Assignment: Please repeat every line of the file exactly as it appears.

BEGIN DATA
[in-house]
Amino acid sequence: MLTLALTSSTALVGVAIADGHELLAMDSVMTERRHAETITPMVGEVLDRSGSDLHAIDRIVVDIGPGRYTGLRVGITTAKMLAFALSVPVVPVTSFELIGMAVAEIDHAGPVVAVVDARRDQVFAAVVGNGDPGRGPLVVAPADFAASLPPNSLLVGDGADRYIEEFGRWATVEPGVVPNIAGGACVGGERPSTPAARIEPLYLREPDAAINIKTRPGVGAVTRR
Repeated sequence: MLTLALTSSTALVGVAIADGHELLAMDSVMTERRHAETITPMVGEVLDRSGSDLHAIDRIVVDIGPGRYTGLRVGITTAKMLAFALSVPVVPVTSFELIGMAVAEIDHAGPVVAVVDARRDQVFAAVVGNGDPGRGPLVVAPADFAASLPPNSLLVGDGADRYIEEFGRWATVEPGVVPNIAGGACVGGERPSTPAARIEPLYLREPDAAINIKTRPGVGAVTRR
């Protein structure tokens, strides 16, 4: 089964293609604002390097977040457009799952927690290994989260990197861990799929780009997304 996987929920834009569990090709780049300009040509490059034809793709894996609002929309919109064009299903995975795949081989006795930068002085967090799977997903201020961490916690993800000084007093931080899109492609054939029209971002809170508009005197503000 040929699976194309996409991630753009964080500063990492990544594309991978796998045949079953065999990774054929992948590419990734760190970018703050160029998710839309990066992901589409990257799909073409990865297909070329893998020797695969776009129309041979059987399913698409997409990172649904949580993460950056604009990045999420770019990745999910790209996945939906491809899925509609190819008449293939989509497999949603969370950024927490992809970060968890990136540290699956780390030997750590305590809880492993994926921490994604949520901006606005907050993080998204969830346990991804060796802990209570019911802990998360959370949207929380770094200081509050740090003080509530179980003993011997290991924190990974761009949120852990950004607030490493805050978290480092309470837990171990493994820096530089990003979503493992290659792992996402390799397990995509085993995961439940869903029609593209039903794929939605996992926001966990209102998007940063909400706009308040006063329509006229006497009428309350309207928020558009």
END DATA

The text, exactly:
[in-house]
Amino acid sequence: MLTLALTSSTALVGVAIADGHELLAMDSVMTERRHAETITPMVGEVLDRSGSDLHAIDRIVVDIGPGRYTGLRVGITTAKMLAFALSVPVVPVTSFELIGMAVAEIDHAGPVVAVVDARRDQVFAAVVGNGDPGRGPLVVAPADFAASLPPNSLLVGDGADRYIEEFGRWATVEPGVVPNIAGGACVGGERPSTPAARIEPLYLREPDAAINIKTRPGVGAVTRR
Repeated sequence: MLTLALTSSTALVGVAIADGHELLAMDSVMTERRHAETITPMVGEVLDRSGSDLHAIDRIVVDIGPGRYTGLRVGITTAKMLAFALSVPVVPVTSFELIGMAVAEIDHAGPVVAVVDARRDQVFAAVVGNGDPGRGPLVVAPADFAASLPPNSLLVGDGADRYIEEFGRWATVEPGVVPNIAGGACVGGERPSTPAARIEPLYLREPDAAINIKTRPGVGAVTRR
């Protein structure tokens, strides 16, 4: 089964293609604002390097977040457009799952927690290994989260990197861990799929780009997304 996987929920834009569990090709780049300009040509490059034809793709894996609002929309919109064009299903995975795949081989006795930068002085967090799977997903201020961490916690993800000084007093931080899109492609054939029209971002809170508009005197503000 040929699976194309996409991630753009964080500063990492990544594309991978796998045949079953065999990774054929992948590419990734760190970018703050160029998710839309990066992901589409990257799909073409990865297909070329893998020797695969776009129309041979059987399913698409997409990172649904949580993460950056604009990045999420770019990745999910790209996945939906491809899925509609190819008449293939989509497999949603969370950024927490992809970060968890990136540290699956780390030997750590305590809880492993994926921490994604949520901006606005907050993080998204969830346990991804060796802990209570019911802990998360959370949207929380770094200081509050740090003080509530179980003993011997290991924190990974761009949120852990950004607030490493805050978290480092309470837990171990493994820096530089990003979503493992290659792992996402390799397990995509085993995961439940869903029609593209039903794929939605996992926001966990209102998007940063909400706009308040006063329509006229006497009428309350309207928020558009």